There is certainly a great theological importance to this claim. The alternative would be that we are saved by the death of a human being, which, as Cyril knew, was impossible:
“In that case we have no longer been redeemed by God (how could we have been?) but rather by the blood of someone else. Some man or other, an imposter and a falsely-named son, has died for us. The great and venerable mystery of the incarnation of the Only Begotten has turned out to be only words and lies, for he never really became man after all. We certainly could not regard him as our Savior who gave his blood for us, we would have to attribute this to that man.”3
In addition, there is great philosophical significance to this claim. When Nietzsche’s madman proclaimed that “God is dead and we have killed him,” or when Time magazine ran a cover story asking “Is God Dead?”, neither of these were proclaiming facts alien to the Christian faith. It was the Christian faith that first informed the world that God died and that we killed him. What the Christian faith can say that Nietzsche and Time may not is that God has a curious habit of not staying dead when we kill him. The inexplicable and unexpected rise of Christianity in the majority world during the 20th and 21st centuries, precisely when it was largely assumed that the world was secularizing and God was dead, shows that He has yet maintained his stubborn habit of “rising again on the third day in accordance with the scriptures.”
There is also great material here for the Christian’s devotional life. For example, Kant wrote a treatise on theodicy entitled The Miscarriage of all Philosophical Attempts at Theodicy. Kant concludes the work by asserting that all philosophical attempts at explaining the injustice of the world have thus far failed, and instead the Christian method of dealing with evil is, like Job, to confess the inadequacy of one’s reason: “less depends on subtle reasoning than on sincerity in taking notice of the impotence of our reason, and on honesty in not distorting our thoughts in what we say, however pious our intention.”4 If it is true that philosophical attempts at theodicy are finally all abortive, then perhaps the answer is not a proposition, but a person. We die, and God dies with us. And though this world with devils filled should threaten to undo us, we are not alone in the dark with our demons. David seems to take the same consolation in the Old Testament: “though I walk through the valley of the shadow of death, I will not fear, for you are with me.”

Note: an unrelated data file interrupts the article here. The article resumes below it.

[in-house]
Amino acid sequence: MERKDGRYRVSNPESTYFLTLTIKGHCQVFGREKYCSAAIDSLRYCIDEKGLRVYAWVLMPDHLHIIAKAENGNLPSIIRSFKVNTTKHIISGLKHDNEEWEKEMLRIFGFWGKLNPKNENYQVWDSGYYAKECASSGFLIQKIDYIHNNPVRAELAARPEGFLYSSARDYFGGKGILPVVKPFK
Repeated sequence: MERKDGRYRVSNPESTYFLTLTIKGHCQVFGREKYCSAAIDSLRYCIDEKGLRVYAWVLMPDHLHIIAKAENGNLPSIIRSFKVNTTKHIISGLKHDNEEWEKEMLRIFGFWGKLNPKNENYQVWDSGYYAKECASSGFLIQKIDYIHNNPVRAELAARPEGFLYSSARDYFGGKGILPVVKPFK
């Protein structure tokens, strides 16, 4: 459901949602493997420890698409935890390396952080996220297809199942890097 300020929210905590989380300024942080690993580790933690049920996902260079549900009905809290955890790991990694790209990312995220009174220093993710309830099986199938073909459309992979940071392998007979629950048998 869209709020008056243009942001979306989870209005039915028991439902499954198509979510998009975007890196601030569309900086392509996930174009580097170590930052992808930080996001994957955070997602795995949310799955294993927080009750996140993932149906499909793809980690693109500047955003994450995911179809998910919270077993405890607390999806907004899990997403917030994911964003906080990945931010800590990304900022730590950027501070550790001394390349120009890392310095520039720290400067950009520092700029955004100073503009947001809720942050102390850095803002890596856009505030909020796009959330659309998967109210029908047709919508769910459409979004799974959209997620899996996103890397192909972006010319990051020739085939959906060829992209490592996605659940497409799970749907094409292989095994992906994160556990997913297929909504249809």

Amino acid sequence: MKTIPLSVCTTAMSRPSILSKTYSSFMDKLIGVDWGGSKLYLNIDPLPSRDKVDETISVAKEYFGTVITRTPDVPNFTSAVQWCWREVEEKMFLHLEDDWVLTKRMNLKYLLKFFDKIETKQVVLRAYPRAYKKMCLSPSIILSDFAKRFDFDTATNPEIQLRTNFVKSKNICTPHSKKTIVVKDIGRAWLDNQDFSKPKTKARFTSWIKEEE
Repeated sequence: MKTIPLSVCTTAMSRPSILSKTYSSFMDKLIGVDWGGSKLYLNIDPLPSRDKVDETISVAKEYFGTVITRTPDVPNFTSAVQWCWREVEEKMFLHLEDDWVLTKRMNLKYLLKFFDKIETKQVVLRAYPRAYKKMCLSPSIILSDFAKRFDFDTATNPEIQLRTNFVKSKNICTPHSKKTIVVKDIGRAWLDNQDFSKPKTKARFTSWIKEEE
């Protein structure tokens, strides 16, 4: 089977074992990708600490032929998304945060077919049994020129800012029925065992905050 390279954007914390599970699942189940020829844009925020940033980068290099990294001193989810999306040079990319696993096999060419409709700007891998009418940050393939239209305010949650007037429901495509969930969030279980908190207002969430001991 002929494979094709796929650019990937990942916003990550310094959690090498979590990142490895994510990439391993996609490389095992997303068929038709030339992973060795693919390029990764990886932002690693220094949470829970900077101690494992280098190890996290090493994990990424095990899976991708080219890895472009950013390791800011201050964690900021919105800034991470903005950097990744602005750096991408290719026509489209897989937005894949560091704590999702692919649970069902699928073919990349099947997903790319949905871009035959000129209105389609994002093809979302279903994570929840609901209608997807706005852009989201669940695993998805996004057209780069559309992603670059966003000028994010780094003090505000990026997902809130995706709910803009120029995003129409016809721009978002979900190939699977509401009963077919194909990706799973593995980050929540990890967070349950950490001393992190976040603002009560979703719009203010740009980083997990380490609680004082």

The consolation of the sufferer is the fact that God does not abandon the human in her hour of most desperate need. Those who have ministered to sufferers of depression know that few, if any, propositions have the effect of assuaging the profound loneliness of those whose peace is assailed by their own minds. Those who suffer from depression know that the worst pangs of agony come not from believing false propositions, but from feeling oneself to be finally, cosmically alone.
But, if Cyril believed that “life itself came in the appearance of death,”5 then it is possible that life can still come to us looking like death. Good Friday teaches us that though we die, God dies with us. Easter teaches us that “if we have died with him, we will also live with him” (2 Tim. 2:11), or “if we have been united with Him like this in his death, we will certainly also be raised to life as He was” (Rom. 6:5). These truths are the ground of the Christian hope, but they may not be the ground of the Christian’s consolation, especially if it is true that persons and not propositions are more commonly the means God uses to bolster the martyr’s spirit. Instead, that consolation may therefore come more powerfully from the truth that Calvary teaches us: the valley of the shadow of death, whose way we all must eventually tread, already has the footprints of the God-man in it. We die, and God dies with us.